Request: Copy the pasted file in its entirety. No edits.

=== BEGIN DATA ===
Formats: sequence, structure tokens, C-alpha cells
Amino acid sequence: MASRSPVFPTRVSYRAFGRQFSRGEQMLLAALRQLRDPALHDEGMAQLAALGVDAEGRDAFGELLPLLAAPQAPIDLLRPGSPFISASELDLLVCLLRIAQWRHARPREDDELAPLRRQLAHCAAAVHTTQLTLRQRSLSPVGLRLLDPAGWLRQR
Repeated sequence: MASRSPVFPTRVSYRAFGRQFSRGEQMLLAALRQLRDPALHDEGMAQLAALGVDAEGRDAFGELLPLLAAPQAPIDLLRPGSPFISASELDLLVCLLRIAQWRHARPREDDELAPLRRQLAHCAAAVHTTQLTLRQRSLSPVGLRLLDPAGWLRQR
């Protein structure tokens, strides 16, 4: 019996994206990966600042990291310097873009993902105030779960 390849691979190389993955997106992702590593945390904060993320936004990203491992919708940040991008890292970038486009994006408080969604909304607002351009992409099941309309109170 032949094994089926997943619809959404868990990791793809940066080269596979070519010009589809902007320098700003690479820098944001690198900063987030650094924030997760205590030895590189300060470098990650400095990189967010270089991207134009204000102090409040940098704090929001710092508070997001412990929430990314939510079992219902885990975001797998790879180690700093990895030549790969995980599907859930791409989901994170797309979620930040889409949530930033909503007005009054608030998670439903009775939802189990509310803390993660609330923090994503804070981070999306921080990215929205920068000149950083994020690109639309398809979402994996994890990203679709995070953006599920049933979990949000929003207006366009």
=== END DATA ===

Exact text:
Formats: sequence, structure tokens, C-alpha cells
Amino acid sequence: MASRSPVFPTRVSYRAFGRQFSRGEQMLLAALRQLRDPALHDEGMAQLAALGVDAEGRDAFGELLPLLAAPQAPIDLLRPGSPFISASELDLLVCLLRIAQWRHARPREDDELAPLRRQLAHCAAAVHTTQLTLRQRSLSPVGLRLLDPAGWLRQR
Repeated sequence: MASRSPVFPTRVSYRAFGRQFSRGEQMLLAALRQLRDPALHDEGMAQLAALGVDAEGRDAFGELLPLLAAPQAPIDLLRPGSPFISASELDLLVCLLRIAQWRHARPREDDELAPLRRQLAHCAAAVHTTQLTLRQRSLSPVGLRLLDPAGWLRQR
């Protein structure tokens, strides 16, 4: 019996994206990966600042990291310097873009993902105030779960 390849691979190389993955997106992702590593945390904060993320936004990203491992919708940040991008890292970038486009994006408080969604909304607002351009992409099941309309109170 032949094994089926997943619809959404868990990791793809940066080269596979070519010009589809902007320098700003690479820098944001690198900063987030650094924030997760205590030895590189300060470098990650400095990189967010270089991207134009204000102090409040940098704090929001710092508070997001412990929430990314939510079992219902885990975001797998790879180690700093990895030549790969995980599907859930791409989901994170797309979620930040889409949530930033909503007005009054608030998670439903009775939802189990509310803390993660609330923090994503804070981070999306921080990215929205920068000149950083994020690109639309398809979402994996994890990203679709995070953006599920049933979990949000929003207006366009």